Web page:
Climate change is inextricably linked to economic inequality: it is a crisis that is driven by the greenhouse gas emissions of the ‘haves’ that hits the ‘have-nots’ the hardest. In this briefing Oxfam demonstrates the extent of global carbon inequality by estimating and comparing the lifestyle consumption emissions of rich and poor citizens in different countries. Strikingly, our estimates of the scale of this inequality suggest that the poorest half of the global population – around 3.5 billion people – are responsible for only around 10% of total global emissions attributed to individual consumption, yet live overwhelmingly in the countries most vulnerable to climate change. Around 50% of these emissions meanwhile can be attributed to the richest 10% of people around the world, who have average carbon footprints 11 times as high as the poorest half of the population, and 60 times as high as the poorest 10%. The average footprint of the richest 1% of people globally could be 175 times that of the poorest 10%. While COP21 in Paris will see a deal negotiated between governments on the basis of the total emissions produced in their territories, the real winners and losers will be their citizens. The litmus test of the deal will be whether it delivers something for the poorest people who are both the least responsible for and the most vulnerable to climate change, wherever they live.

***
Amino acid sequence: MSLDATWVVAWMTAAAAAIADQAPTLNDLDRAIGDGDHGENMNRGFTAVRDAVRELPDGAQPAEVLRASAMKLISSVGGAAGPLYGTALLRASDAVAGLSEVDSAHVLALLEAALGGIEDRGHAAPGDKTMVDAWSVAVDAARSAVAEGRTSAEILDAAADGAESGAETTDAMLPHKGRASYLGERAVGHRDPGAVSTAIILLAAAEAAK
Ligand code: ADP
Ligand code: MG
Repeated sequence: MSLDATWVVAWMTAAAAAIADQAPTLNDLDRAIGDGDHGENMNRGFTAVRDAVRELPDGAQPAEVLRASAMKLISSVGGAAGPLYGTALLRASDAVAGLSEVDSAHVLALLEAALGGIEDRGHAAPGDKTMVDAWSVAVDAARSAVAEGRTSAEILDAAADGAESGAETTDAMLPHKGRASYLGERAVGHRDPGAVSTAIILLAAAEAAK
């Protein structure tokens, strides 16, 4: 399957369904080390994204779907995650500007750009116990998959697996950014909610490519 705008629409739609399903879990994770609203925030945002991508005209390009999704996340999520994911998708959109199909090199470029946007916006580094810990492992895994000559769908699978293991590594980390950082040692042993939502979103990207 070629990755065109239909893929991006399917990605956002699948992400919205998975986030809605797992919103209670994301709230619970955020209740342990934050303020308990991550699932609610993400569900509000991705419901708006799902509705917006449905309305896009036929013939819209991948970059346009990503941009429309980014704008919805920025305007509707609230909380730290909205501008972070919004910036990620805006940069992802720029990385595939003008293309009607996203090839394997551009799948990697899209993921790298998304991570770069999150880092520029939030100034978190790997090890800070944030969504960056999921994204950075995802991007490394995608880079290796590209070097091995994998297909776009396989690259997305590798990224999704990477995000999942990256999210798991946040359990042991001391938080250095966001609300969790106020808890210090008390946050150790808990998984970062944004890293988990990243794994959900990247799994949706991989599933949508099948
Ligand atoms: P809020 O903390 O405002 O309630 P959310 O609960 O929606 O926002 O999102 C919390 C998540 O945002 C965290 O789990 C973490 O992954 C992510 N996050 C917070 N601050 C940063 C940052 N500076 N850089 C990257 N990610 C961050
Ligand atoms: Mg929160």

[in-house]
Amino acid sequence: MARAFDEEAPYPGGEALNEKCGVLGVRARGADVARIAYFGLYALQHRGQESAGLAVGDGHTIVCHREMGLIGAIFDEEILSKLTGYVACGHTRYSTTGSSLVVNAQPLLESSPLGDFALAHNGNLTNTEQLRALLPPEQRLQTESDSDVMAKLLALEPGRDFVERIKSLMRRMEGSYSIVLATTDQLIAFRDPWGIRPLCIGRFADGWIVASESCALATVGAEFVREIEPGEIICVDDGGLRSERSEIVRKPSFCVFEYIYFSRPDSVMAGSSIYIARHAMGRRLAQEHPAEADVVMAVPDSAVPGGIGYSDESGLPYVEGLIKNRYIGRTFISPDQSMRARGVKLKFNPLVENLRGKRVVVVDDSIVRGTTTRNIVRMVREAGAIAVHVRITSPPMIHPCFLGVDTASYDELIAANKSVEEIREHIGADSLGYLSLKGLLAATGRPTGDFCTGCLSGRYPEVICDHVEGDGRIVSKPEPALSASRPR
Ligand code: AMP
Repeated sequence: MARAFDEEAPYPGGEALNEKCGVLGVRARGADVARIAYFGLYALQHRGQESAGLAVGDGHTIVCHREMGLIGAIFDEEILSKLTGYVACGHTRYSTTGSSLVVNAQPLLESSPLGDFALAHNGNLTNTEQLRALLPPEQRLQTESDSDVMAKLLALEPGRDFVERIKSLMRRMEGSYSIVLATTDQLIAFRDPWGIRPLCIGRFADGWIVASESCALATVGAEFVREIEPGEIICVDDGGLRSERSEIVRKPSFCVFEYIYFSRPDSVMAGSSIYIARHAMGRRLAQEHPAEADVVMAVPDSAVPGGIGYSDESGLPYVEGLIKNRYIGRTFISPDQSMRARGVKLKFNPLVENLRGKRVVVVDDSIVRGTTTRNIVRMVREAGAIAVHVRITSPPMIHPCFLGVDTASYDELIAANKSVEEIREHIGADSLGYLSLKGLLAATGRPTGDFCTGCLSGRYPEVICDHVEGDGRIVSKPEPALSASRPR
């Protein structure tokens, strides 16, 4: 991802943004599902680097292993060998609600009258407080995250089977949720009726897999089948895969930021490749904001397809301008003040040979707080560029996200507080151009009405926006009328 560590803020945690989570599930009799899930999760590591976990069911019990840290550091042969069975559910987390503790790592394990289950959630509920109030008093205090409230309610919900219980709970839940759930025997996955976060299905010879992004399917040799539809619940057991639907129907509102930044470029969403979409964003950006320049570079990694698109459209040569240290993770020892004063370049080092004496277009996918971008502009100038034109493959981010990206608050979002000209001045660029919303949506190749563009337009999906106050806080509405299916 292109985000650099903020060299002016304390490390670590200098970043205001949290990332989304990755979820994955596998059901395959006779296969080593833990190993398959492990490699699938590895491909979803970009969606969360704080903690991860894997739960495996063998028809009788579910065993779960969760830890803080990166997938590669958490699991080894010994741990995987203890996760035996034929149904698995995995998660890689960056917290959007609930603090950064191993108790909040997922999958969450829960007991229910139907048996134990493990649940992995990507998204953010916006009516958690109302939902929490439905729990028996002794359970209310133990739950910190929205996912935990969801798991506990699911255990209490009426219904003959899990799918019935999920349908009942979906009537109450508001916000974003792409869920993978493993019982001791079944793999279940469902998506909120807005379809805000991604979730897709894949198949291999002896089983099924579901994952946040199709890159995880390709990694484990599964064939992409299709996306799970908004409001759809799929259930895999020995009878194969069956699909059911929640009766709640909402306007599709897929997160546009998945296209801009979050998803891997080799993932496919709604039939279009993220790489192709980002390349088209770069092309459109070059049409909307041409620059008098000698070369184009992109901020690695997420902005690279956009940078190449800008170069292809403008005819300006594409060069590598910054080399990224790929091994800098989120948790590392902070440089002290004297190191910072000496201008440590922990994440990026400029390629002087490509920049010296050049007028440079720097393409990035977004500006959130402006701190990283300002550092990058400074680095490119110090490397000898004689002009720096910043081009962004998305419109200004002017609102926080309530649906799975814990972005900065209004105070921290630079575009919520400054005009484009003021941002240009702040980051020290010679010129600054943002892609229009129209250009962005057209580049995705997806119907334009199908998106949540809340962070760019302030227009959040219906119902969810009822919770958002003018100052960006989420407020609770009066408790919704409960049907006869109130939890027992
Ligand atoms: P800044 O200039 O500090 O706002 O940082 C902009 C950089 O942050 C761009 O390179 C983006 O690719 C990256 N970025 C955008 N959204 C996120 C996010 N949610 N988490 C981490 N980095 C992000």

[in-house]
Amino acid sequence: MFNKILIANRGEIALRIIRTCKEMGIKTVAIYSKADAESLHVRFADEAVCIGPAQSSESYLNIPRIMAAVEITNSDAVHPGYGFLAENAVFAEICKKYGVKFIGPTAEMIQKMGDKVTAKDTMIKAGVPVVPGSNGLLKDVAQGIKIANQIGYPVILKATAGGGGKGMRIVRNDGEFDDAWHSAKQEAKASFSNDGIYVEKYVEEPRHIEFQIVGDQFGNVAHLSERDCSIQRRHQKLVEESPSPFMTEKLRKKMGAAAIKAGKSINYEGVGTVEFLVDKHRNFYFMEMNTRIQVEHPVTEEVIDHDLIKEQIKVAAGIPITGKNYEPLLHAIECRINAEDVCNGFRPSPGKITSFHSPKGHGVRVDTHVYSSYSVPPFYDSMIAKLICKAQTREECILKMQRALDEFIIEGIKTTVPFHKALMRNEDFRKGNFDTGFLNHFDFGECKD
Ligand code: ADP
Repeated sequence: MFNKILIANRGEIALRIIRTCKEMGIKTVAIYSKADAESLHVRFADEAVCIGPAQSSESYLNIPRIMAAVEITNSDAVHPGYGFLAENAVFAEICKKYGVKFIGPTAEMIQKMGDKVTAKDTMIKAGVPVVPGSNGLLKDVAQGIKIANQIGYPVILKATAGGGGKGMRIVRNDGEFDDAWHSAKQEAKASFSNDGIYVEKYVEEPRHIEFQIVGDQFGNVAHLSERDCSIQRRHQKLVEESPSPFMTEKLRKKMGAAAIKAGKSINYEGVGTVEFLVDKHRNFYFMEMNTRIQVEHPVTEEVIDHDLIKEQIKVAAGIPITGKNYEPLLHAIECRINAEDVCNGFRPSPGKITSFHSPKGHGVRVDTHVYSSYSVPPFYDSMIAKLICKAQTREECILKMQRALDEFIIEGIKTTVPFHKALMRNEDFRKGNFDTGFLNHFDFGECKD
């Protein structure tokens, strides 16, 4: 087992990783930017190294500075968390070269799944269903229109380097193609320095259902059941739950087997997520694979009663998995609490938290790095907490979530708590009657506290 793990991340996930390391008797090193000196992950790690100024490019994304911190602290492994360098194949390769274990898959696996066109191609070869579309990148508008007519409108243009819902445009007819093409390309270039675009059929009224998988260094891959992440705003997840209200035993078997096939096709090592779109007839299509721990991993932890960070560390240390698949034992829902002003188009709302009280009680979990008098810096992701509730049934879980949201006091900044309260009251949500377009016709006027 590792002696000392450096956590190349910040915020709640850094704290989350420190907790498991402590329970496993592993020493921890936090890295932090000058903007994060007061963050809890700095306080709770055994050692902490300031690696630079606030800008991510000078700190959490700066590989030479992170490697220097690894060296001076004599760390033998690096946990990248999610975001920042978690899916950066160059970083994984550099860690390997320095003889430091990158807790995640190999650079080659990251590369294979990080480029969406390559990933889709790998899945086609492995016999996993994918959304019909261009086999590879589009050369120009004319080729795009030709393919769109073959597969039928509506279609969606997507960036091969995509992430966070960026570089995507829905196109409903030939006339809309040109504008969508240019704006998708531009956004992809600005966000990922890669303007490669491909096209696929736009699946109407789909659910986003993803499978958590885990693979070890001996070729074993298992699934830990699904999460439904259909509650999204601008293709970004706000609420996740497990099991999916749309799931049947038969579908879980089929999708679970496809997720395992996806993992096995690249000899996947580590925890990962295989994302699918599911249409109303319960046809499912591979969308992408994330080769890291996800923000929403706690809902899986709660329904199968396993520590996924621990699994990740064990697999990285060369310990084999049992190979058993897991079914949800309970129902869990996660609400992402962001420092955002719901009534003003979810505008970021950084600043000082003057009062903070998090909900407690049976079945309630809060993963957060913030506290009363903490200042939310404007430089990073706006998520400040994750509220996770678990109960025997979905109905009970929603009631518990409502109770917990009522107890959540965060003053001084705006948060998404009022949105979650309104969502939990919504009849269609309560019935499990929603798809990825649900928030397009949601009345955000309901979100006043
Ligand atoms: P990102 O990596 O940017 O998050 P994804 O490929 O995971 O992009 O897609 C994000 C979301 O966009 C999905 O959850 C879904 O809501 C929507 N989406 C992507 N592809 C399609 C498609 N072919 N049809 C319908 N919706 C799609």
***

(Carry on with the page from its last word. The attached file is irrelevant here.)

Giorgio BertiniResearch on society, culture, art, neuroscience, cognition, critical thinking, intelligence, creativity, autopoiesis, self-organization, rhizomes, complexity, systems, networks, leadership, sustainability, thinkers, futures ++
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